Adult photes com

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It's not an idle question: parents are posting millions of photos of their children to social networking sites, as are kids themselves when they are old enough to use Facebook and the like.

If I were to upload all my childhood photos to Facebook (or some future Facebook), could a biometric identification system link the button-nosed, round-cheeked child with a bowl cut to my adult face, which has lost its button, cheeks, and hair?

They want a system that can artificially age a missing child's face.

We all know kids change, but that's not the kind of rigorous analysis one needs to Photoshop five years onto a child's visage.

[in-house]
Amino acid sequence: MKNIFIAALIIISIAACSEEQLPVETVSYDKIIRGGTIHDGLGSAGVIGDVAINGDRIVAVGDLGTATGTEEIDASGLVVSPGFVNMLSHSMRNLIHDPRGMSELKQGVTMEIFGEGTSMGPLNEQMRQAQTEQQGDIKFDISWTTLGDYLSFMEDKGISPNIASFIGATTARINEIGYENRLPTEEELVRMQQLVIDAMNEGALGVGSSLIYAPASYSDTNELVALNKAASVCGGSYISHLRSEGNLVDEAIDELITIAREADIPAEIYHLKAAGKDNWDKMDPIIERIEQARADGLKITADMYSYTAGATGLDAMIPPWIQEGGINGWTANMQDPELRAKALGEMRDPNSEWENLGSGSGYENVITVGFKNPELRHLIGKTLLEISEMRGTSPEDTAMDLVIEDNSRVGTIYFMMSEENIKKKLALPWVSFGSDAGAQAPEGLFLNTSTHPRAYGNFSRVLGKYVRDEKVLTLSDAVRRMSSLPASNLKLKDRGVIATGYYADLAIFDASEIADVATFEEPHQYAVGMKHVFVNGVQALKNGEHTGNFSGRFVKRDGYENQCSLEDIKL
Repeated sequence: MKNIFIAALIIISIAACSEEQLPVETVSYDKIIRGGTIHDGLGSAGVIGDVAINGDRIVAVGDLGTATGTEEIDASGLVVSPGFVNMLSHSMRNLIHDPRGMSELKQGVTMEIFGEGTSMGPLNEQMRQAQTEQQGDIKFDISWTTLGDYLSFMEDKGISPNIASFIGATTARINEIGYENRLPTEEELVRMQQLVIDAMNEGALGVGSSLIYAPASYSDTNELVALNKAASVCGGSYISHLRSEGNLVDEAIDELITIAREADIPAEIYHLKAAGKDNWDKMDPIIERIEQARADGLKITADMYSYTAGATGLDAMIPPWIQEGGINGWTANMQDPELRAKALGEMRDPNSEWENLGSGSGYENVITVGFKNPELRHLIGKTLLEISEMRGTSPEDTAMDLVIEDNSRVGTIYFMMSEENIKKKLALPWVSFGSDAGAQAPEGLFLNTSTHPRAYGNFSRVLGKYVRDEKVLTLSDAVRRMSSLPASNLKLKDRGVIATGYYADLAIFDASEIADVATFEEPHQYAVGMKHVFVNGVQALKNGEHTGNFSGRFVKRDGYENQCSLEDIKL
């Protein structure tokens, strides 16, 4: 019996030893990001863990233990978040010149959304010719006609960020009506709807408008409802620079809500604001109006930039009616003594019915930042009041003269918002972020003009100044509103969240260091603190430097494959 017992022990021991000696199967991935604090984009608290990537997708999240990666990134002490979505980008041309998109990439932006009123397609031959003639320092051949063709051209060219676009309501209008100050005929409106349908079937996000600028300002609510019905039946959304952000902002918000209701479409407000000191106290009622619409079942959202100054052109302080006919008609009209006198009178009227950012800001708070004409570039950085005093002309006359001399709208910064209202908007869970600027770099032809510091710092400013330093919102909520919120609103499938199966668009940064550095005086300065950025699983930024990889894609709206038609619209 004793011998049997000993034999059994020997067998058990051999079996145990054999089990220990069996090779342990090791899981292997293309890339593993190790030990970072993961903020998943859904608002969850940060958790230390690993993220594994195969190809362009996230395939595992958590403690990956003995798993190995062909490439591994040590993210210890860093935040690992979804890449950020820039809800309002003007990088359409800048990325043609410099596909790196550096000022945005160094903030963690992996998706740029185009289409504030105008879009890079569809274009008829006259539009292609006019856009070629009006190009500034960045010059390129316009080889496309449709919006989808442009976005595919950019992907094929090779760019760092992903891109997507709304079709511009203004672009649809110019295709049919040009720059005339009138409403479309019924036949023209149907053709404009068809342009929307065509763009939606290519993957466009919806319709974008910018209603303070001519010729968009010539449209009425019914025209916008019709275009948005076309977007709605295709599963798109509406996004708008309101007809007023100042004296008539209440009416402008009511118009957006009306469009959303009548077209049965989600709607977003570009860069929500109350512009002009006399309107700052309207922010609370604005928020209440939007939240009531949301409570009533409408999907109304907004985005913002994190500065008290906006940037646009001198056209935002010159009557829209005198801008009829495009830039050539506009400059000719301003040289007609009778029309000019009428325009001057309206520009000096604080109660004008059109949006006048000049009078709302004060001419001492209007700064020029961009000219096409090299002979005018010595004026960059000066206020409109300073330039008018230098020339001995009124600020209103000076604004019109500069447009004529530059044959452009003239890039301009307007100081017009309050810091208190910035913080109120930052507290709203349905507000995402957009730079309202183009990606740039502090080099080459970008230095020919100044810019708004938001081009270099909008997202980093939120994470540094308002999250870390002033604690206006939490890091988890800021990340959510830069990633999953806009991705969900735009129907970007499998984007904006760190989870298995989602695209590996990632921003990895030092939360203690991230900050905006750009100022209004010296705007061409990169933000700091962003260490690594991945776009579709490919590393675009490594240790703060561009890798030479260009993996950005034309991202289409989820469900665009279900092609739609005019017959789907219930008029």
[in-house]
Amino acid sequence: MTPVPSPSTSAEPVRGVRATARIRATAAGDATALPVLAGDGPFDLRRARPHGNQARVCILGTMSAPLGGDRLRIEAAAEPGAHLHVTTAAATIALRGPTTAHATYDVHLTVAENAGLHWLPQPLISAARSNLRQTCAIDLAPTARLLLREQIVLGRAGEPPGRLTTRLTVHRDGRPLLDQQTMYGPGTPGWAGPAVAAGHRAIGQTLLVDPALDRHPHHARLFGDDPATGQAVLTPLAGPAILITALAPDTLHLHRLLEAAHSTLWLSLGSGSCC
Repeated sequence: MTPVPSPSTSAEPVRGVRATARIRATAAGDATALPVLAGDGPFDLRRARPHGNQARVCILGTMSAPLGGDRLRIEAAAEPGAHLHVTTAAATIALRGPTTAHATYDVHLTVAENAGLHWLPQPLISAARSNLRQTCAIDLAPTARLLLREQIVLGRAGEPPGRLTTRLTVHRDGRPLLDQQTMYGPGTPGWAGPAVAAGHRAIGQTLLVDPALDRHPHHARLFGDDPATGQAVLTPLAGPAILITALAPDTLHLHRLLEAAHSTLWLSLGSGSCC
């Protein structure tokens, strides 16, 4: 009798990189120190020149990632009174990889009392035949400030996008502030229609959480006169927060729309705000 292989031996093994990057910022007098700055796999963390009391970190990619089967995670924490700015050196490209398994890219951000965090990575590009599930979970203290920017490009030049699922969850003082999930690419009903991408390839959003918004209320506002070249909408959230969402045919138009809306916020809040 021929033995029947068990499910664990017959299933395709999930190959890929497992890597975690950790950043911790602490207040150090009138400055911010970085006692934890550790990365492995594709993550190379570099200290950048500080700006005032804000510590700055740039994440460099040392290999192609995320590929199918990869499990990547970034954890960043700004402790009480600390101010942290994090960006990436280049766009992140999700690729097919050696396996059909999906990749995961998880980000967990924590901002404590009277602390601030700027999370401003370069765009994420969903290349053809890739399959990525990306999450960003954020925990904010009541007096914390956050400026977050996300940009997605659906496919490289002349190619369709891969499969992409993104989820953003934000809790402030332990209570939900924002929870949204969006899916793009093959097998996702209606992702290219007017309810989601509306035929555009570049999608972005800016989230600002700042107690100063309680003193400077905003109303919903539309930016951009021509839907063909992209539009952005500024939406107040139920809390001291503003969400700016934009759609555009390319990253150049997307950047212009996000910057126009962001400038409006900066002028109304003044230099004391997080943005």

Still, that might not allay the worries of technology thinkers like Amy Webb, who recently warned parents to post no photographs of their children online because "ubiquitous bio-identification is only just getting started."What's at stake is this: how firmly do we want the media that children produce to attach to their adult identities?

For most current adults, the pictures and videos we made as kids are not searchable or accessible, except for the hand-curated selections of "throwback Thursday." Kids now are growing up on the Internet are trailed by an ever larger and deeper digital footprint.

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